Digital Mortgage Closings May Make Process Easier, Less Overwhelming

August 05, 2015

A study by the Consumer Financial Protection Bureau (CFPB) found that consumers who used an electronic process during mortgage closings felt more knowledgeable and empowered than those that used strictly paper documents.

The study used survey data from 1,200 mortgage borrowers to address some of the pain points associated with the closings process. Data seem to suggest that electronic closings, or eClosings, could make consumers feel more at ease and knowledgeable about the terms of their loan.

The surveys come about a year after the CFPB released a report that outlined the major pain points associated with the closing process. The report found that consumers felt like they didn't have enough time to review the giant stack of documents they are required to sign. On top of feeling overwhelmed, the mountain of paperwork sometimes included errors.

eClosings isn't a new phenomenon, as the industry has already started using the process. That said, adoption by lenders is still low. The study, done over a four-month period, involved seven lenders, more than 3,000 consumers, four technology companies, and many settlement agents and real estate professional. About 1,200 surveys about the process were completed. Consumers either used eClosings, traditional paperwork, or a mix of both.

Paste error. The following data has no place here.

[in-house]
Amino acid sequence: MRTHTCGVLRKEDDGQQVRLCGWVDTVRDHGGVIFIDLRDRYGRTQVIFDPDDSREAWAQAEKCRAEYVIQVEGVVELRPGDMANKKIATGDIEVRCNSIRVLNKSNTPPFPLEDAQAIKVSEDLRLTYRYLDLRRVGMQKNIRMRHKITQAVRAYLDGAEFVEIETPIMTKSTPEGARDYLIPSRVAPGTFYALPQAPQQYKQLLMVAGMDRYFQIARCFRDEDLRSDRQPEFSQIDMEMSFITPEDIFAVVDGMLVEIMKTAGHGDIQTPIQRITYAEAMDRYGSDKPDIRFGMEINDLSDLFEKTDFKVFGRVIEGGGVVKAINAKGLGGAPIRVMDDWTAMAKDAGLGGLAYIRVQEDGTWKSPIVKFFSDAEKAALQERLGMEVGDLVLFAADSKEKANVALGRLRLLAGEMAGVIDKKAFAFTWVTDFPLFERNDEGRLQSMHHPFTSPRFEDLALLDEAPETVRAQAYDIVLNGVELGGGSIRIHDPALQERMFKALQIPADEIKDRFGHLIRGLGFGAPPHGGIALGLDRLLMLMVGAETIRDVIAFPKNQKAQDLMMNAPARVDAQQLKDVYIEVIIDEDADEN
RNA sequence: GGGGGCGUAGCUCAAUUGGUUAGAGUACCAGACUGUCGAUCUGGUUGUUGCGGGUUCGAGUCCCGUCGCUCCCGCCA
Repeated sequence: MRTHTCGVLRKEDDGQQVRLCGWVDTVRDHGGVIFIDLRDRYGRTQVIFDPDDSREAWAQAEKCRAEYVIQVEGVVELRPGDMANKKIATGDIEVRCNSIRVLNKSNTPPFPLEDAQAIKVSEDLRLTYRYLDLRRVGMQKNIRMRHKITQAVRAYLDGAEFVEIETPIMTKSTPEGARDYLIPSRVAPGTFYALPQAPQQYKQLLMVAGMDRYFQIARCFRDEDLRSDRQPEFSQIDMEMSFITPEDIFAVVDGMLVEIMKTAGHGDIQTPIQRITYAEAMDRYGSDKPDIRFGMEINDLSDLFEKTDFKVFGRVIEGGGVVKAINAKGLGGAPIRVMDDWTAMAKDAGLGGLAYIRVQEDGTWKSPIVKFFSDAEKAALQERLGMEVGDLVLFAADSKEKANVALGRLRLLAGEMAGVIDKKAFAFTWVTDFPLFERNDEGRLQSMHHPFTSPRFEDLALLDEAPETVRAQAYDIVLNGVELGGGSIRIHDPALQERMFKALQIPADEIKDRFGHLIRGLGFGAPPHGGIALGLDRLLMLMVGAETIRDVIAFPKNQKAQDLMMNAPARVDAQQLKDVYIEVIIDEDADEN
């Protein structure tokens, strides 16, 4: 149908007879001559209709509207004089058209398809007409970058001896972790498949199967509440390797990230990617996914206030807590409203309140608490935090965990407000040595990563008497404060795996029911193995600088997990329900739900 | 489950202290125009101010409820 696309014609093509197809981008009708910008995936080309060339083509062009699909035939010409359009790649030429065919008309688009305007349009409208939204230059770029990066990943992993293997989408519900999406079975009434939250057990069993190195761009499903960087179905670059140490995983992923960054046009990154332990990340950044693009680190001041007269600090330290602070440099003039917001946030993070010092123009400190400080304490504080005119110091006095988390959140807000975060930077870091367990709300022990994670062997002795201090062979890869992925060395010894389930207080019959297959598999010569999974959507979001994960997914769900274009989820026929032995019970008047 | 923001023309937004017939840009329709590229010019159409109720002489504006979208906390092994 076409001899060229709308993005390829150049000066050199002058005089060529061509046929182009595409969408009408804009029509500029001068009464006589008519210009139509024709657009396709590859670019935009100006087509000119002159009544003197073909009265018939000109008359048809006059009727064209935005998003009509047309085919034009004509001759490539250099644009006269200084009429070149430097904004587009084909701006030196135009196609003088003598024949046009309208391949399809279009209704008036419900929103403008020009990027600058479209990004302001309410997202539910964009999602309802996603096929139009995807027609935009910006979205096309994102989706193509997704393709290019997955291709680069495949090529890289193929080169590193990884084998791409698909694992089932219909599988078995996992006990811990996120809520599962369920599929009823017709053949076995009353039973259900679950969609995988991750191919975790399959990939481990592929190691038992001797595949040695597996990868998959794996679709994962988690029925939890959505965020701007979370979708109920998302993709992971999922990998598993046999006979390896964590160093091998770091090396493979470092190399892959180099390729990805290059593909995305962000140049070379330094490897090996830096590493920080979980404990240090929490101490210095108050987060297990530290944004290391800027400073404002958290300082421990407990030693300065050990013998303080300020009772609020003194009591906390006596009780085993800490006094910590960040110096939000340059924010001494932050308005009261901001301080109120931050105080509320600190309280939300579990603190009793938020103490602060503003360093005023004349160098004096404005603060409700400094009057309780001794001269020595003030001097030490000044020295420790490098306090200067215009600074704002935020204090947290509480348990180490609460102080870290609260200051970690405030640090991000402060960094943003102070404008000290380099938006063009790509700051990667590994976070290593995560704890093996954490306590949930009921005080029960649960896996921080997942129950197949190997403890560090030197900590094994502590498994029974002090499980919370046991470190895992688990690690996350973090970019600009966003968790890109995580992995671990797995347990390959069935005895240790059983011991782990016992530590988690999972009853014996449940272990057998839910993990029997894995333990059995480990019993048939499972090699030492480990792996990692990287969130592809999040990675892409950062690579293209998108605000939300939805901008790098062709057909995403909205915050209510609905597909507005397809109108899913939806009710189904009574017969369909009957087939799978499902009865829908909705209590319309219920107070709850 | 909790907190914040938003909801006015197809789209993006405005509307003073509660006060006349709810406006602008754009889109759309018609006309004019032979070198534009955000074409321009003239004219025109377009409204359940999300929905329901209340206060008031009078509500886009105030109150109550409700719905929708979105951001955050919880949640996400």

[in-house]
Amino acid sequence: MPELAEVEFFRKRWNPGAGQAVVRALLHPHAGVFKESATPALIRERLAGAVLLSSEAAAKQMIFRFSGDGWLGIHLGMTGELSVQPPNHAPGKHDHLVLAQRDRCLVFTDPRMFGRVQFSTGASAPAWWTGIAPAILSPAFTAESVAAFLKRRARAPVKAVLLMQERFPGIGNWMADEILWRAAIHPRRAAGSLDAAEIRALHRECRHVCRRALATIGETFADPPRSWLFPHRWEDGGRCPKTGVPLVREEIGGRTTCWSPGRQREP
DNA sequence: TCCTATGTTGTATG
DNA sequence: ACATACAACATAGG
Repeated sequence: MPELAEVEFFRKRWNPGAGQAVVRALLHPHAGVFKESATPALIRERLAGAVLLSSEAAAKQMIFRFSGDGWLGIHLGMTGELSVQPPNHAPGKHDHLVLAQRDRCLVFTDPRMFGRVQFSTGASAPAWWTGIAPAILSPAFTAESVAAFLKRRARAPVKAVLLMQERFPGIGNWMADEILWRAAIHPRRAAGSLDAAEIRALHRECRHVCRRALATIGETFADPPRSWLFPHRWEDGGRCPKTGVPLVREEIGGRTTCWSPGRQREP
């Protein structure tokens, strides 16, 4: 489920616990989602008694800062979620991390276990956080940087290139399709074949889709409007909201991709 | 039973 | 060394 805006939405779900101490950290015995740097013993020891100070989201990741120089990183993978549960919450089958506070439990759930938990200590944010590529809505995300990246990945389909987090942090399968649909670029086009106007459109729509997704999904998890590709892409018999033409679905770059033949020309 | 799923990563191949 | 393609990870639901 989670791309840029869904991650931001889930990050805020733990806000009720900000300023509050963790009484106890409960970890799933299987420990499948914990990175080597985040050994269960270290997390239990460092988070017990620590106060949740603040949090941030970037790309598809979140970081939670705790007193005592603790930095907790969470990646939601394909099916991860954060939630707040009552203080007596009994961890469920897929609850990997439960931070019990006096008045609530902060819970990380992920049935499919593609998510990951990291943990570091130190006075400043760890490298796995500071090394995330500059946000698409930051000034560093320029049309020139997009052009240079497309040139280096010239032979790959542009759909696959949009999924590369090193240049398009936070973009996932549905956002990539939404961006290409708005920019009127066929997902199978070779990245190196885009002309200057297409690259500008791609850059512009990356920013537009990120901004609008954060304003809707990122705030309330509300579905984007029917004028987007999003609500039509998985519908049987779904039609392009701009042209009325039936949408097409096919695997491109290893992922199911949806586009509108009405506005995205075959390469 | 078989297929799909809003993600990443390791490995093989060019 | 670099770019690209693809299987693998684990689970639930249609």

Consumers who used the eClosings system reported that they felt that they had a better understanding of the process, which they said was also more efficient. All groups that had an opportunity to review the documents beforehand felt better about the process, and the CFPB believes that eClosings can speed up the rate at which documents are sent to consumers.

New Mortgage Documents Coming in October

Borrowers who apply for a mortgage after Oct. 3 will be provided two additional forms that intend to clearly outline all associated loan terms and costs.

The Loan Estimate is provided to consumers within three business days after they submit a loan application. It provides a summary of the key loan terms and estimated loan and closing costs. Consumers will then receive a Closing Disclosure three days before closing, which offers a detailed accounting of the transaction.

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